What You Don’t Know About Fast & Furious

Fight disinformation: Sign up for the free Mother Jones Daily newsletter and follow the news that matters.

A few days ago I wrote a short post about the Fast & Furious affair. I said I’d followed it only from afar, the whole thing seemed sort of ridiculous, and I never planned to write about it again.

But at the time, I assumed that I at least knew the basics: F&F was a program run by the Phoenix branch of the ATF in which they deliberately allowed “straw” purchasers to buy guns, hoping to later track those guns to the drug lords and other higher-ups who used them to arm their gangs. Then, via rank incompetence, ATF lost track of the guns, one of which was eventually used to kill ATF agent Brian Terry.

But Fortune’s Katherine Eban has a long piece about F&F in this week’s issue, and if she’s even close to right, then everything I thought I knew was wrong. F&F wasn’t a gun walking operation. Nobody deliberately allowed guns to be shipped to Mexican drug lords. Nobody stupidly lost track of the guns. It just didn’t happen.

Eban’s story is too long and detailed to be excerpted, but when I started reading I couldn’t stop. My mouth was hanging open the whole time. The real story, according to Eban, is about weak laws, incompetent prosecutors, juvenile bickering within the ATF’s Phoenix division, a CBS reporter who basically got played, and a craven bunch of managers and politicians who decided to throw the operation under the bus because it was too politically risky to just tell the truth. If you have even the slightest interest in this case — I’m talking to you, Jon Stewart — you need to read Eban’s story. Now.

Here’s the link again: The truth about the Fast and Furious scandal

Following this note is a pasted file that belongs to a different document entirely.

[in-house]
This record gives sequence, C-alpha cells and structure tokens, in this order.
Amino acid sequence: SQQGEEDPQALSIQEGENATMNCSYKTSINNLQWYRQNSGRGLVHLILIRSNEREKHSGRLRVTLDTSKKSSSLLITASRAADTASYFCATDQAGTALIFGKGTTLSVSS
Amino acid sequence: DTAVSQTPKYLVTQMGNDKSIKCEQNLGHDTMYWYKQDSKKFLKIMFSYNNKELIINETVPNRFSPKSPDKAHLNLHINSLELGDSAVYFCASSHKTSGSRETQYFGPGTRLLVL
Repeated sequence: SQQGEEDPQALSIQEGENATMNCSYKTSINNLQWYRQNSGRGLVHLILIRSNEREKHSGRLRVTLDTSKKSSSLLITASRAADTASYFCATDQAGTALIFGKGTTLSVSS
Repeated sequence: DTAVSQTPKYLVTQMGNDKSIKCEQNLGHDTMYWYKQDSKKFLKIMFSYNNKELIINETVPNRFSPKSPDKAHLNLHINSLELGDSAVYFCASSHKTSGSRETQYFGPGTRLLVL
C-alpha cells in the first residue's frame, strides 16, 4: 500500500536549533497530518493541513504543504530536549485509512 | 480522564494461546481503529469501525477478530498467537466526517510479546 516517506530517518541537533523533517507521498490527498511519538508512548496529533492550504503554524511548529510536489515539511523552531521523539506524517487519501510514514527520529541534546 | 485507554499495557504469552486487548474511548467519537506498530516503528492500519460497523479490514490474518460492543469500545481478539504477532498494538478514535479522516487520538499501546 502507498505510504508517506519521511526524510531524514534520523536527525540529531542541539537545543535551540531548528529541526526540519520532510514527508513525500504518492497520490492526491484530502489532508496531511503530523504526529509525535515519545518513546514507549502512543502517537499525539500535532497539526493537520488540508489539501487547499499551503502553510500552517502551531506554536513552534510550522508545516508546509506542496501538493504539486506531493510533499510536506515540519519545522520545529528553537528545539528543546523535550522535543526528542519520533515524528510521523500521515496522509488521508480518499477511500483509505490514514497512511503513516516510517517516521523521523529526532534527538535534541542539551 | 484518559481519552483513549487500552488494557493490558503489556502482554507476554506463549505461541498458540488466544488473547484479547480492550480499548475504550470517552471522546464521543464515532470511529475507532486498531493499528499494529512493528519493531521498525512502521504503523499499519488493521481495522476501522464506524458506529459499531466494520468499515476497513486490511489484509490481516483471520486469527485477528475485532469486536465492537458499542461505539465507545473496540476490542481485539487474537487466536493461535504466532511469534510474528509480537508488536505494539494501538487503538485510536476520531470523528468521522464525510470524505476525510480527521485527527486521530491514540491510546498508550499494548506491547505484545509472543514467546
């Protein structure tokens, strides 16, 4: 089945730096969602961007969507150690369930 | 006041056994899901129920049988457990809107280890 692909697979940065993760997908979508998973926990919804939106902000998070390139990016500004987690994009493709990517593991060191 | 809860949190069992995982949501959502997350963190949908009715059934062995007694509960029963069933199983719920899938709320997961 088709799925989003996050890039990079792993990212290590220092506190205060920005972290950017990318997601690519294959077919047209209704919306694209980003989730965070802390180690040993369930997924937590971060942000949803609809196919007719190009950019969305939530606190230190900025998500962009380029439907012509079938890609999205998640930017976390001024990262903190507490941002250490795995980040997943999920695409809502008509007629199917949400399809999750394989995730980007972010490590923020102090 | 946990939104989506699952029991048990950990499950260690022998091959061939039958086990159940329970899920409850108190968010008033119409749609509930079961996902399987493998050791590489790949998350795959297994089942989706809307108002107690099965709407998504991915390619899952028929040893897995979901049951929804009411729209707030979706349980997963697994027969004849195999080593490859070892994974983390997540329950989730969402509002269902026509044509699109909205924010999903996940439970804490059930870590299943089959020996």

Fact:

In-depth journalism that investigates the powerful takes real money and is so damn important right now.But it doesn’t take a Mother Jones investigation to know that billionaires and corporations will never fund the type of reporting (like they do politicians) we do that exists to help bring about change. Instead, our mission-driven journalism is made possible by people power, and has been for 46 years now since our founding as a non-profit.

In “TITLE TK” Monica Bauerlein writes about the perilous moment we’re in, and why it’s so important that we raise $325,000 by the time November’s midterms are decided so we can be ready to throw everything we have at the big issues facing the nation no matter what happens. Please help MoJo’s people-powered journalism with a donation today.

$400,000 to go!

payment methods

Fact:

In-depth journalism that investigates the powerful takes real money and is so damn important right now.But it doesn’t take a Mother Jones investigation to know that billionaires and corporations will never fund the type of reporting (like they do politicians) we do that exists to help bring about change. Instead, our mission-driven journalism is made possible by people power, and has been for 46 years now since our founding as a non-profit.

In “TITLE TK” Monica Bauerlein writes about the perilous moment we’re in, and why it’s so important that we raise $325,000 by the time November’s midterms are decided so we can be ready to throw everything we have at the big issues facing the nation no matter what happens. Please help MoJo’s people-powered journalism with a donation today.

$400,000 to go!

payment methods

We Recommend

Latest

Sign up for our free newsletter

Subscribe to the Mother Jones Daily to have our top stories delivered directly to your inbox.

Get our award-winning magazine

Save big on a full year of investigations, ideas, and insights.

Subscribe

Support our journalism

Help Mother Jones' reporters dig deep with a tax-deductible donation.

Donate